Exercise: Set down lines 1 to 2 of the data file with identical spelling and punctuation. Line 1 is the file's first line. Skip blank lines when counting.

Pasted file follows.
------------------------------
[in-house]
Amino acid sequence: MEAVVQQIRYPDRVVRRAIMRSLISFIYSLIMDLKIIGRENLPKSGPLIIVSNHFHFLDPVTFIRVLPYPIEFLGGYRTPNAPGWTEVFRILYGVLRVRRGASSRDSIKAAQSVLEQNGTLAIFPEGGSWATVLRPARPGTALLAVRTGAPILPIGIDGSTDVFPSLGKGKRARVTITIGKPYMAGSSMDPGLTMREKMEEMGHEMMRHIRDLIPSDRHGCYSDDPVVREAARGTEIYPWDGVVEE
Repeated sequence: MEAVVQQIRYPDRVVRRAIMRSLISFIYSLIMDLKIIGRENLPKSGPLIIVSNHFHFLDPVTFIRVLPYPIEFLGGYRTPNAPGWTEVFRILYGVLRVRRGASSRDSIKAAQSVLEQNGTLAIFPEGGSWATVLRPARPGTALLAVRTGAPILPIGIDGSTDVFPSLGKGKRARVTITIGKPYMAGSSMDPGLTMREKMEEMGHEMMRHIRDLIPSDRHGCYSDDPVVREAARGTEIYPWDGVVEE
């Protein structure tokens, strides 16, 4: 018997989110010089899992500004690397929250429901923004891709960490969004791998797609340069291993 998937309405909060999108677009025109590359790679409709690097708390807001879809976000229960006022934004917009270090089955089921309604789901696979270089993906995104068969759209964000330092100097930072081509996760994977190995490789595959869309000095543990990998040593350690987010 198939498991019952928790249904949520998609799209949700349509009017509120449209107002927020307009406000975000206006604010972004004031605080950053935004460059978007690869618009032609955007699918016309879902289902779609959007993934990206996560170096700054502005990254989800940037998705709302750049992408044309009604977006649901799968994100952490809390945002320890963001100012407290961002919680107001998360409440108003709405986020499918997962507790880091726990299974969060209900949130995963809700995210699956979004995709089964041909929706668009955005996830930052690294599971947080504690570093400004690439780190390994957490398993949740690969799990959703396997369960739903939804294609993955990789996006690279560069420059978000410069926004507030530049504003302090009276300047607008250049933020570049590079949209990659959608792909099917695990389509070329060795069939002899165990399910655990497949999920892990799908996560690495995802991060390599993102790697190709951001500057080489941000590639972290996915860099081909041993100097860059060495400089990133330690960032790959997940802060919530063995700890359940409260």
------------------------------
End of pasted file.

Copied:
[in-house]
Amino acid sequence: MEAVVQQIRYPDRVVRRAIMRSLISFIYSLIMDLKIIGRENLPKSGPLIIVSNHFHFLDPVTFIRVLPYPIEFLGGYRTPNAPGWTEVFRILYGVLRVRRGASSRDSIKAAQSVLEQNGTLAIFPEGGSWATVLRPARPGTALLAVRTGAPILPIGIDGSTDVFPSLGKGKRARVTITIGKPYMAGSSMDPGLTMREKMEEMGHEMMRHIRDLIPSDRHGCYSDDPVVREAARGTEIYPWDGVVEE